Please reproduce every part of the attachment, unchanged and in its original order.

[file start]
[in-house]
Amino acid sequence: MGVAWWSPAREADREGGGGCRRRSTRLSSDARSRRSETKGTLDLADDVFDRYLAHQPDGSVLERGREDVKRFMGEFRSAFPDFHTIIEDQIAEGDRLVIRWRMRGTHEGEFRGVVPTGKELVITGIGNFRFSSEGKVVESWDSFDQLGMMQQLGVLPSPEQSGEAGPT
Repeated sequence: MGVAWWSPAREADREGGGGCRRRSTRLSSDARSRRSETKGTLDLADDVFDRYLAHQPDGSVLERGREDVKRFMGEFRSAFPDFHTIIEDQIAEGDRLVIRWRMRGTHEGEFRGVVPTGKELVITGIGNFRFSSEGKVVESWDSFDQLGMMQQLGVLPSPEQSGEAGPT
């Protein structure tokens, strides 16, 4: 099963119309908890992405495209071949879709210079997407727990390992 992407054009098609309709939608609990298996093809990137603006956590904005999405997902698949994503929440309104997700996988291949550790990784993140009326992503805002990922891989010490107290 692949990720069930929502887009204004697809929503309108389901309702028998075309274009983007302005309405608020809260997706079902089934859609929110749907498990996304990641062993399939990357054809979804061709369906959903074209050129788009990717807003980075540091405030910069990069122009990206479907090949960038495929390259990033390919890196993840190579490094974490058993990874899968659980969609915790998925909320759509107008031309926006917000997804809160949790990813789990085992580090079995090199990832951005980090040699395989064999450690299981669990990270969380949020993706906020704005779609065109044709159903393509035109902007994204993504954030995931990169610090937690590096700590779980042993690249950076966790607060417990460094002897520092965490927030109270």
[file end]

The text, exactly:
[in-house]
Amino acid sequence: MGVAWWSPAREADREGGGGCRRRSTRLSSDARSRRSETKGTLDLADDVFDRYLAHQPDGSVLERGREDVKRFMGEFRSAFPDFHTIIEDQIAEGDRLVIRWRMRGTHEGEFRGVVPTGKELVITGIGNFRFSSEGKVVESWDSFDQLGMMQQLGVLPSPEQSGEAGPT
Repeated sequence: MGVAWWSPAREADREGGGGCRRRSTRLSSDARSRRSETKGTLDLADDVFDRYLAHQPDGSVLERGREDVKRFMGEFRSAFPDFHTIIEDQIAEGDRLVIRWRMRGTHEGEFRGVVPTGKELVITGIGNFRFSSEGKVVESWDSFDQLGMMQQLGVLPSPEQSGEAGPT
């Protein structure tokens, strides 16, 4: 099963119309908890992405495209071949879709210079997407727990390992 992407054009098609309709939608609990298996093809990137603006956590904005999405997902698949994503929440309104997700996988291949550790990784993140009326992503805002990922891989010490107290 692949990720069930929502887009204004697809929503309108389901309702028998075309274009983007302005309405608020809260997706079902089934859609929110749907498990996304990641062993399939990357054809979804061709369906959903074209050129788009990717807003980075540091405030910069990069122009990206479907090949960038495929390259990033390919890196993840190579490094974490058993990874899968659980969609915790998925909320759509107008031309926006917000997804809160949790990813789990085992580090079995090199990832951005980090040699395989064999450690299981669990990270969380949020993706906020704005779609065109044709159903393509035109902007994204993504954030995931990169610090937690590096700590779980042993690249950076966790607060417990460094002897520092965490927030109270």